Dec. 20, 1861: BATTLE OF DRANESVILLE, Virginia: In Northern Virginia, a small Confederate force under Brig. Gen. J.E.B. Stuart on a foraging expedition approaches the Leesburg Road near Langley. Brig. Gen. George A. McCall’s Pennsylvania Reserves division is based near Langley. McCall sends a brigade under Gen. Ord, reinforced with an additional regiment (Thomas Kane’s famous Pennsylvania Bucktails), a battery of artillery, and a squadron of cavalry, toward Dranesville. Kane rises from his sickbed in Washington to lead his regiment. Ord’s force, about 4,000 men, advances, with McCall also sending John F. Reynolds’s brigade in support. At Dranesville, Ord finds Stuart with about 1,600 infantry in detachments from the 1st Kentucky, 6th S.C., 10th Alabama, and the 11th Virginia, in addition to 150 cavalry from the 1st N.C. and the 2nd Virginia. Capt. Pitzer of the 2nd Virginia Cav. Scouts the advancing Yankees while Stuart brings up the infantry to protect his foraging wagons. The Union battery deploys and trades shots with a Rebel battery. Kane’s Bucktails advance and engage the Confederates. The rest of the Pennsylvania regiments line up on either side of the Bucktails, and the infantry battle escalates, surging back and forth. The Rebel wagons being secured, Stuart orders a retreat of his forces, who are beginning to break, and are threatened by the approach of Reynolds brigade. As the Rebels withdraw, the Union troops declare a victory and pursue Stuart’s men. The news cheers the Northern public, victories being so few.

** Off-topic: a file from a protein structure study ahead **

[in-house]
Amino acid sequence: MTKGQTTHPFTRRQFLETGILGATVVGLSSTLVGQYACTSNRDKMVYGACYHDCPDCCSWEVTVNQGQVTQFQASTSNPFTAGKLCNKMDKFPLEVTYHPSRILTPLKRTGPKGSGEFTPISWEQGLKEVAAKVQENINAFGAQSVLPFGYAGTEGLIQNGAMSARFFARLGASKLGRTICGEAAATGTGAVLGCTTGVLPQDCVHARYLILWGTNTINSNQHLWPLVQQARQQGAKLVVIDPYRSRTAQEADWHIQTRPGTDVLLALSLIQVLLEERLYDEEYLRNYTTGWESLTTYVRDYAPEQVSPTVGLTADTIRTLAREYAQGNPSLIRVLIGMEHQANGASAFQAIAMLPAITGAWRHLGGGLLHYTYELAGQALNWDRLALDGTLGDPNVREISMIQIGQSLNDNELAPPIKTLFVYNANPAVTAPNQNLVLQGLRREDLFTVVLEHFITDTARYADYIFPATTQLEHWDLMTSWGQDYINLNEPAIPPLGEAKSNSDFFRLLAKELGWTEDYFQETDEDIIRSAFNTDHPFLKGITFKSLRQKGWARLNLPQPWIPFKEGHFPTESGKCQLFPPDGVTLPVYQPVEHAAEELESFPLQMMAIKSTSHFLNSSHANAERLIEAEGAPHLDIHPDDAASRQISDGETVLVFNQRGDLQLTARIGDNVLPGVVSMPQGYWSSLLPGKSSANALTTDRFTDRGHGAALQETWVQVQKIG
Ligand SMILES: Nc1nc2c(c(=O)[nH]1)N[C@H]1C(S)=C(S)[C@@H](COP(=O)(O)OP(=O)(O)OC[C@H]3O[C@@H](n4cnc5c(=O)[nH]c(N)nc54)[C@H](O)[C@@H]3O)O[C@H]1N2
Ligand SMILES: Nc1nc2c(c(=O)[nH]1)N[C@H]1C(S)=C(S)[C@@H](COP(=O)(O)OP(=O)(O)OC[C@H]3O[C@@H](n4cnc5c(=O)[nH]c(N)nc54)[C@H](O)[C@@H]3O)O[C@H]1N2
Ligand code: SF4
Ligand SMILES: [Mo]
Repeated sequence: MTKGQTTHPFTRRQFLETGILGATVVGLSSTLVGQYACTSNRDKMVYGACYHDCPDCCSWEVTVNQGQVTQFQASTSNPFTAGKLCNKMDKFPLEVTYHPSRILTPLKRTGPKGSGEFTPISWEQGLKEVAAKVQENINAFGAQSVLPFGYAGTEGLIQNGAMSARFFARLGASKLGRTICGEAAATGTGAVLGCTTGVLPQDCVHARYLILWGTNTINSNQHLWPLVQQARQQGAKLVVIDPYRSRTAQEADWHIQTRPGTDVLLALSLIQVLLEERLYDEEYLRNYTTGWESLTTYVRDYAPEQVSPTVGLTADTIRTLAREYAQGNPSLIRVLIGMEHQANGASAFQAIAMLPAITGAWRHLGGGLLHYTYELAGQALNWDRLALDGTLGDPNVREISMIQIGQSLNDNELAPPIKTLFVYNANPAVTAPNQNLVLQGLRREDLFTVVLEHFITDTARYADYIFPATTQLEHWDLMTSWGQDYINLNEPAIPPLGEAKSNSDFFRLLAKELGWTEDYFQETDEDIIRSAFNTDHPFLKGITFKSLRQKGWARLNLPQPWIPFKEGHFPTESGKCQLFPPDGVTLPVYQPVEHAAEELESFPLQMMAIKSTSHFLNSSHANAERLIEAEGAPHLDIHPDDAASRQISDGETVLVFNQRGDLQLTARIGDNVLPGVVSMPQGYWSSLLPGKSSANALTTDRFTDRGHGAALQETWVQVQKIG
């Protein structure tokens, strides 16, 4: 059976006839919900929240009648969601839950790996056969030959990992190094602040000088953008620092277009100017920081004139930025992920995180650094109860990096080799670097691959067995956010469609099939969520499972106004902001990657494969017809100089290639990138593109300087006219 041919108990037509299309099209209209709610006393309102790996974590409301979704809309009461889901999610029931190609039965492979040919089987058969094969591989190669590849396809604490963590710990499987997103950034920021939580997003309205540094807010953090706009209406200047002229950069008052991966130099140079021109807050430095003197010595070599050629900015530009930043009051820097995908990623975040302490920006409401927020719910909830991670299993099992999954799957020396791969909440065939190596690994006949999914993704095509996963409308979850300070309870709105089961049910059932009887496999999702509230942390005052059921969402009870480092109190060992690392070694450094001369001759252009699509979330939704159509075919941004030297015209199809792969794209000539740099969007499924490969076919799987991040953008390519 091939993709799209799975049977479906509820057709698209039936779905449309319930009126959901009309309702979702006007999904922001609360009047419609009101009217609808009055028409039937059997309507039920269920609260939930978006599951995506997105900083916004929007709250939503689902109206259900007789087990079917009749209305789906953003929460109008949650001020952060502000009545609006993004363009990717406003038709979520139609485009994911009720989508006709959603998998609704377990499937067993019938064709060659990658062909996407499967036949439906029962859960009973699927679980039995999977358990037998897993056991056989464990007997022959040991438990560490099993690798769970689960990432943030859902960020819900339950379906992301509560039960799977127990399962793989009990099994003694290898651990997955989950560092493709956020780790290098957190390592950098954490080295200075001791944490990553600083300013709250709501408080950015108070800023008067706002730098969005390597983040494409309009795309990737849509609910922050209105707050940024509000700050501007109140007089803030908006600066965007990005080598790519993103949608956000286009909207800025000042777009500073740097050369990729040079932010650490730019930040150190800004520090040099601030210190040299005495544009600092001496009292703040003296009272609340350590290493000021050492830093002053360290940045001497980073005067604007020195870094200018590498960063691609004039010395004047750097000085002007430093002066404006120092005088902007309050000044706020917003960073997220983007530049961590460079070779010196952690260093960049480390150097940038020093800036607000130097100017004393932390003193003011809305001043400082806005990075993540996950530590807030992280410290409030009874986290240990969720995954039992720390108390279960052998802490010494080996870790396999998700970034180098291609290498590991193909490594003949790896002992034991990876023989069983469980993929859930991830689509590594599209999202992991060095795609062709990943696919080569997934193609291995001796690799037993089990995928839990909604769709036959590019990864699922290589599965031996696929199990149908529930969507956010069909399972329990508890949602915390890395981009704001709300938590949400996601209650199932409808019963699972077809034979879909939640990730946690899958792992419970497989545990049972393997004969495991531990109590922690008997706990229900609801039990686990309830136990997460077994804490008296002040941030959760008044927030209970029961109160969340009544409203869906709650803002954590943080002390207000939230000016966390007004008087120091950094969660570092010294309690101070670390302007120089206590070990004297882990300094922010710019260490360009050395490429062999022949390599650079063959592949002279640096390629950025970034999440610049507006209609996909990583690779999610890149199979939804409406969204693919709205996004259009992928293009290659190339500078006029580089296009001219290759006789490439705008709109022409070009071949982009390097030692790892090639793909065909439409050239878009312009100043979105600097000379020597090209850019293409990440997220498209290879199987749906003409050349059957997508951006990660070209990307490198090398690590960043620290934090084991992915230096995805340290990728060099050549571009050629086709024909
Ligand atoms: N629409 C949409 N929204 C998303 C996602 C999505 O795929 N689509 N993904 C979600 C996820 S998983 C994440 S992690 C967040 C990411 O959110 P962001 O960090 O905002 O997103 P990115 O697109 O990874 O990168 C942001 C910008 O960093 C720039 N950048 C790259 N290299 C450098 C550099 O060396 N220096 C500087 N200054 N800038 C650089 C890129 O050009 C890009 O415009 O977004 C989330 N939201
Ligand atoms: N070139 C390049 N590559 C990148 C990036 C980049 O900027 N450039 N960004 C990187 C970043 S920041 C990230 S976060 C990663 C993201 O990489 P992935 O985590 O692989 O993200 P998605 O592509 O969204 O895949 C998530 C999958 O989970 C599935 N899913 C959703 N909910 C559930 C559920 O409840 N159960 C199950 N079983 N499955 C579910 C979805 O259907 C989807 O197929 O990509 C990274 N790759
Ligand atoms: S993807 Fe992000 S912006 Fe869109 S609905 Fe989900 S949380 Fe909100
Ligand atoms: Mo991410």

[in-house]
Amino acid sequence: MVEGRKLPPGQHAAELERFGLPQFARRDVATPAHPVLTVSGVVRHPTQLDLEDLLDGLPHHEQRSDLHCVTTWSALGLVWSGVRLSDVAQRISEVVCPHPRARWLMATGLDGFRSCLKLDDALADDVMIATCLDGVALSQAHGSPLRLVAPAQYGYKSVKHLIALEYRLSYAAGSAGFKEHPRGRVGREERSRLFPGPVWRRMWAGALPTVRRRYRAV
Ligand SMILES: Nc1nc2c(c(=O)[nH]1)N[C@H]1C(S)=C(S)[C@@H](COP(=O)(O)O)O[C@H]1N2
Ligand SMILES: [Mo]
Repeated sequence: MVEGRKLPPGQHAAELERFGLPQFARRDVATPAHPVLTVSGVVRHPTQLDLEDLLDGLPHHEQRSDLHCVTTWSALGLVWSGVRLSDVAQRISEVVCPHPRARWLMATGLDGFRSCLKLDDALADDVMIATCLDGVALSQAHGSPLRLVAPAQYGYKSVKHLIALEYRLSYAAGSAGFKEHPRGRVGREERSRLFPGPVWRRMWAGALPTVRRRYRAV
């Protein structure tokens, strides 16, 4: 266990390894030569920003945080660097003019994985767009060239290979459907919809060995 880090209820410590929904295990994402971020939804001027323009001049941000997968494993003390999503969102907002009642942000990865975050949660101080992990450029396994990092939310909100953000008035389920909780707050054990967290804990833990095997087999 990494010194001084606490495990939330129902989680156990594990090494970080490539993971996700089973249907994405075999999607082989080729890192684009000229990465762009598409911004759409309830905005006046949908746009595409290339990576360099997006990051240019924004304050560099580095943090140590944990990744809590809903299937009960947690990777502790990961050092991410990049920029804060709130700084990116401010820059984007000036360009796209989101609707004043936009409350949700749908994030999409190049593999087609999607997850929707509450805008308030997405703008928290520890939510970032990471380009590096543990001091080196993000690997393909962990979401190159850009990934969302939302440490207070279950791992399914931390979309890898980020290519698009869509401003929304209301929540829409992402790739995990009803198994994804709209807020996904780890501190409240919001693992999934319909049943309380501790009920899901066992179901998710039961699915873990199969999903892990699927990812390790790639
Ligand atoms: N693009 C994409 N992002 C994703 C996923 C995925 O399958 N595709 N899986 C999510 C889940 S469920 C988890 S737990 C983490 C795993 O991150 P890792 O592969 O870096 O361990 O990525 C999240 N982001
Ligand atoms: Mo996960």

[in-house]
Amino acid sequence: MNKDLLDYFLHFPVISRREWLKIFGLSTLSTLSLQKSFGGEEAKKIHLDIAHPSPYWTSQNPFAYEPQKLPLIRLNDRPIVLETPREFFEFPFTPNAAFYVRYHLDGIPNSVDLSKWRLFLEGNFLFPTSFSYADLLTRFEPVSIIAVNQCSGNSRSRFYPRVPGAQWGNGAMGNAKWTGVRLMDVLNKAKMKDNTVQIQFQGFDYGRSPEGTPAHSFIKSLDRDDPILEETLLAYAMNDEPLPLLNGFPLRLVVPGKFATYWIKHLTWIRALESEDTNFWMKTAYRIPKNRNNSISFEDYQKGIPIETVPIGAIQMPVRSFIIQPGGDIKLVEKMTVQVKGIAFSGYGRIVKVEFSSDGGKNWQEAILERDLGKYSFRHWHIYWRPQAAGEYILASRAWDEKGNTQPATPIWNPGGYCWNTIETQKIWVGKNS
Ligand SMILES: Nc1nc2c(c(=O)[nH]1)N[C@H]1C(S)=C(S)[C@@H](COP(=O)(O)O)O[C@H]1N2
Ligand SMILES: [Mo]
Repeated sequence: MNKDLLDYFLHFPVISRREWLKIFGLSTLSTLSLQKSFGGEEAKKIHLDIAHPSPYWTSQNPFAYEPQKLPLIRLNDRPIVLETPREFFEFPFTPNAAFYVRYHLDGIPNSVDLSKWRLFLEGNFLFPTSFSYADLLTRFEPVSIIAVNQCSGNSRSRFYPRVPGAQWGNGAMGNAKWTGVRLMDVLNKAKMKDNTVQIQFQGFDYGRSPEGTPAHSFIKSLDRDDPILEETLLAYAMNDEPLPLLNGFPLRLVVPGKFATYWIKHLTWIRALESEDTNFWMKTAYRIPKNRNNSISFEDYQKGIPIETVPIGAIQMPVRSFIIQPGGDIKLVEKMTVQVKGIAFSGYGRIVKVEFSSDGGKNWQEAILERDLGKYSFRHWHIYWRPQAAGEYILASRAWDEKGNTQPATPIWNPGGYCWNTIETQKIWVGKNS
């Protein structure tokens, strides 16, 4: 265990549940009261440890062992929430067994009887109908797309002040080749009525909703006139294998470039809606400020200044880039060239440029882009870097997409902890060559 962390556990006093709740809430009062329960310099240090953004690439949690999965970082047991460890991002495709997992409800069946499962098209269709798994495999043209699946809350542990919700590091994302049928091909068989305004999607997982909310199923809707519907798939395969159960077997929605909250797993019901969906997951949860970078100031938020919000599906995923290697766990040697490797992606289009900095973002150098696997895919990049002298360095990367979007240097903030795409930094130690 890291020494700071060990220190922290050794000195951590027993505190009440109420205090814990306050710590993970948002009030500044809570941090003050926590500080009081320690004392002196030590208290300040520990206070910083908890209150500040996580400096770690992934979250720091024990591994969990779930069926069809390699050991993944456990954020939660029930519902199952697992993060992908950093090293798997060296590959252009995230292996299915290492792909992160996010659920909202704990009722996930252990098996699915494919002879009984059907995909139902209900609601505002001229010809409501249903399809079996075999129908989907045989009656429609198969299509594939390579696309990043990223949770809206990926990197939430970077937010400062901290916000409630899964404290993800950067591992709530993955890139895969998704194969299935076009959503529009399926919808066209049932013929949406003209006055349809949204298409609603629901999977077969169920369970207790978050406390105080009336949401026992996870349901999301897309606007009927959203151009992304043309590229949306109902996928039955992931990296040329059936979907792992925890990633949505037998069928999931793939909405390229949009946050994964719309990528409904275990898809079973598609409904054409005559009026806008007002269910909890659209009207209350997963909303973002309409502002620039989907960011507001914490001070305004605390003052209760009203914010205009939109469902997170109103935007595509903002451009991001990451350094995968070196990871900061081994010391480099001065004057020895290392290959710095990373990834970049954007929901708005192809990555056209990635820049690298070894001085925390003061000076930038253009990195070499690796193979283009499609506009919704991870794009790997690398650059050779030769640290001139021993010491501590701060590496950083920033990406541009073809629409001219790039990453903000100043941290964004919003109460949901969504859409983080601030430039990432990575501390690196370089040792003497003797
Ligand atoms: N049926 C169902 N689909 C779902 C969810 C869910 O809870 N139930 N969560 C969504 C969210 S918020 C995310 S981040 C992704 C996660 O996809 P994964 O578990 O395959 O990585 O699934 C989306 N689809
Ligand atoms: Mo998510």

Losses: U.S. – 7 killed, 61 wounded;
C.S. – 43 killed, 143 wounded, and 8 missing.
--The Royal Navy dispatches two warships to Canadian waters, in response to the escalating tension with the United States over the Trent Affair.